[Reception] Sirius Reception Question I just bought a new vehicle and am enjoying the 6 month Sirius trial. I have never had Sat Radio in my car before, and I experience a lot of drop-outs. I recently counted 10 during a 20 minute drive. About half were after going under overpasses, but this was doing ~75 mph so I wouldn't think that a quick 1 second blockage would affect reception so much. Other drop-outs were driving along major streets here in SoCal. Seldom are there any buildings over 2 stories high throughout this area so I tend to rule out signal blockage.
Please tell me if you experience the same or if your opinion is that there is an issue with the antenna/receiver in this auto.
I thank you in advance, -Waldo
JimThePCGuyFormerly known as schja01.Premium,MVM
Morton Grove, IL
Overpasses haven't posed a problem for me.
When I am away from my normal large metropolitan area it seems more sensitive to dropouts when the view to the south is blocked for longer periods of time. Hills and sturdy buildings can both block the signal and both cause me issues when I am in more rural areas.
When I am in the city even parking garages seem to work fine and outages are almost nonexistant.
Thank you JimThePCGuy !
Looks like I need to whine and snivel to the dealer.
reply to Waldothe3rd
Let's take online satellite radio out of the equation. In a vehicle, there are two ways to get satellite radio: directly from the satellite (which requires direct line-of-sight between your antenna and the satellite--clouds usually don't break it up, but tunnels and indoor or underground parking garages often do, and underpasses, tall buildings, and even dense trees can also cause the signal to drop out as you pass by because they break up the line-of-sight connection). Satellite radio signals are much weaker than AM/FM radio, so they're much more susceptible to dropout problems as line-of-sight is broken.
Big cities and some midsize cities and suburban areas of big cities also have terrestrial repeaters, the second way you can receive satellite radio in your car. Repeaters have an antenna with line-of-sight to the satellites and a transmitter to rebroadcast the signal. If you are within range of a terrestrial repeater, and the range is limited, you will still receive uninterrupted satellite radio as you go through underpasses, by tall buildings and trees, and maybe even in tunnels and garages because the local signal is strong enough so you are not dependent on line-of-sight reception. Car radios can get both simultaneously or either one. But most areas of the US do not have terrestrial repeaters. Terrestrial repeaters are an optional/where is/as is part of satellite radio service. They are specifically not guaranteed in your user agreement.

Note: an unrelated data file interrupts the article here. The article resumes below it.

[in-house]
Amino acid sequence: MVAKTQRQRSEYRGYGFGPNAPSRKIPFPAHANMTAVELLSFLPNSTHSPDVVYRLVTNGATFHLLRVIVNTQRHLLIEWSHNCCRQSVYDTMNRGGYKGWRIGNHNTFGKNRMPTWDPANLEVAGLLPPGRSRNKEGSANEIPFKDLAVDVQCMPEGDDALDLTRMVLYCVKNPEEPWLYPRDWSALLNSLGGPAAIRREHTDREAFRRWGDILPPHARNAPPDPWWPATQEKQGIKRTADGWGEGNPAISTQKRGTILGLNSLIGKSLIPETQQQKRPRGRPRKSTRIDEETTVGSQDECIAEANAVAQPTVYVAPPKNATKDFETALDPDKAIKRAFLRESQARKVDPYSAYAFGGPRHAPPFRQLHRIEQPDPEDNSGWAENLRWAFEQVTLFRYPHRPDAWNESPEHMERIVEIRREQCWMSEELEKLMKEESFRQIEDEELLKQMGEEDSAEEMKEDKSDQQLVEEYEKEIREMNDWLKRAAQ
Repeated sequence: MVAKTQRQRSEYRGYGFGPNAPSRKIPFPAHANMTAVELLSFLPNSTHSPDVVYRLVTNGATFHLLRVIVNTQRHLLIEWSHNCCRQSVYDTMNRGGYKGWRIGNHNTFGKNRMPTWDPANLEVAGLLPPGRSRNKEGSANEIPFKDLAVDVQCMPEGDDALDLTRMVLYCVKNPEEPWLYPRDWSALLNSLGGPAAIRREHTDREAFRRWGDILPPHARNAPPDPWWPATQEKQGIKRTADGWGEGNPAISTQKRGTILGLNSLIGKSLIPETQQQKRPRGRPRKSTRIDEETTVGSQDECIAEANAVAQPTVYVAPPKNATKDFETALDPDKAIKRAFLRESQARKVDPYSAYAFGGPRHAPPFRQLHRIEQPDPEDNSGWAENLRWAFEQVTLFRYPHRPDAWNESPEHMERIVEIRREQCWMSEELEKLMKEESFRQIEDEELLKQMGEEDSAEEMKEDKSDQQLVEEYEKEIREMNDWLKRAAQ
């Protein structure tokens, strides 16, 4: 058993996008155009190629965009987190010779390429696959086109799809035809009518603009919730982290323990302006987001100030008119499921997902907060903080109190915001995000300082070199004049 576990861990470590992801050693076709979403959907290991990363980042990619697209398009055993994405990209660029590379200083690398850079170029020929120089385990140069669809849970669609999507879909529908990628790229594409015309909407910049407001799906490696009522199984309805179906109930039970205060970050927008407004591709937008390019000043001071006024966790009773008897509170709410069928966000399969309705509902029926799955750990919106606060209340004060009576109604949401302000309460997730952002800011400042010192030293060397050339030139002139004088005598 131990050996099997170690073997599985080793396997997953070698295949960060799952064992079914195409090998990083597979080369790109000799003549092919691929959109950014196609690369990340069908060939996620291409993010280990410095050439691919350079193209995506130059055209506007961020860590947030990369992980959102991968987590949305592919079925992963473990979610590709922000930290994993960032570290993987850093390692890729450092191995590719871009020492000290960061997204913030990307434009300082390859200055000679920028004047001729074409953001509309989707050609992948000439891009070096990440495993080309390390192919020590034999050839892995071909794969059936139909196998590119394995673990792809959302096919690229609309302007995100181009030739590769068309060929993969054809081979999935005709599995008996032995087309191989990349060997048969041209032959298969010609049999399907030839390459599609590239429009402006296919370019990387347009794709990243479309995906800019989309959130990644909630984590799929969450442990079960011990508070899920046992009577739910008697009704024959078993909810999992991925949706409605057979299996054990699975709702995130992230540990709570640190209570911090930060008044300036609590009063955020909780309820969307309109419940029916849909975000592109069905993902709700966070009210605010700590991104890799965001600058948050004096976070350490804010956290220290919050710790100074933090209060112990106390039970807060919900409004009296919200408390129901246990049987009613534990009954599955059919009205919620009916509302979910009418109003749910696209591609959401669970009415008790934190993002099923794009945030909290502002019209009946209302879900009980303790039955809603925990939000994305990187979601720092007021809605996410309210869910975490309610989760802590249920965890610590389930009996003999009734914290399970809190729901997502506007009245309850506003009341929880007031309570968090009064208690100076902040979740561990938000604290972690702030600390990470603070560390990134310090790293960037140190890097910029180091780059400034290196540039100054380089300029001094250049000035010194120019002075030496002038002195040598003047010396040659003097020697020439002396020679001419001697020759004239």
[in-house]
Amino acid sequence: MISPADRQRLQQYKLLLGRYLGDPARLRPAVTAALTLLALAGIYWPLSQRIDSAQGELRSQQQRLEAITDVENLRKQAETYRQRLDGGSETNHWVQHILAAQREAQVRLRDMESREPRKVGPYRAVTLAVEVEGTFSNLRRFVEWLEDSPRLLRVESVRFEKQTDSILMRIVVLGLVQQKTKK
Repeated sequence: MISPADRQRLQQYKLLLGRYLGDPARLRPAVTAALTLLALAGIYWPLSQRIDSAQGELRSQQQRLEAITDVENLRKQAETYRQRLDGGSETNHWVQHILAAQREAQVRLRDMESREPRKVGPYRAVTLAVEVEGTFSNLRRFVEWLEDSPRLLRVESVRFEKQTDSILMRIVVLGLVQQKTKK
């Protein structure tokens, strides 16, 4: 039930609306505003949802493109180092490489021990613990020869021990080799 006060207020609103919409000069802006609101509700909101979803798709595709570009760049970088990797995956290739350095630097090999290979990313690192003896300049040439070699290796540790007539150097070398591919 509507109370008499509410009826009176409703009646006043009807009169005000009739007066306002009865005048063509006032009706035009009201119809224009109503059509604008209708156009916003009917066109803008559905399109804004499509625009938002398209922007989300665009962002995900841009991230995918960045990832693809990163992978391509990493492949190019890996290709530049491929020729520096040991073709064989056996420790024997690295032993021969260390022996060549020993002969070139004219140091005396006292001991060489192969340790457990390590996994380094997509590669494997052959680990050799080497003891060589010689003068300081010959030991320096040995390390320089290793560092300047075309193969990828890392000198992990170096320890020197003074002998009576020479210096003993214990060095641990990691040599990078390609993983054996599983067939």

The other factor that can mitigate signal loss is if your satellite receiver has a buffer. It may buffer 10 or 20 seconds of material to tide you over from brief interruptions such as underpasses. But not everybody has that, either. These factors can explain why Jim can get the signal under a bridge and OP cannot. You can try sniveling to the dealer, but it's not likely to help. These issues are common and are design factors, not something most car dealers can tweak.
Thank you runnoft . I am familiar with satellite reception, but just was not sure as to the momentary drop-outs. If the dealer was to swap the unit and/or antenna out it would only mean that I'd probably be getting a refurbished replacement unit. I'll keep testing and noting the circumstances of drop-outs though.
Thanks for the info! -W
J E F FWhatta Ya Think About Dat?PremiumReviews:
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reply to Waldothe3rd
I had issues with underpasses. Also had issues at certain times, 2 PM ( 11 AM your time ) and 10:30 PM ( 7:30 your time ). Eventually switched to XM because they have terrestrial repeaters in my city.
If you can't explain it simply, you don't understand it well enough. - Albert Einstein
SmokChsrWho let the magic smoke out?Premium
Saint Augustine, FL
reply to Waldothe3rd
In SoCal, depending on where you are you may be in an area of overlapping Terrestrial repeaters. Sirius overbuilt in a few areas around LA, causing the TR's to interfere with each other. Many radios will go to the TR as primary if it's available, and then when that received two different TR's you'll get dropouts.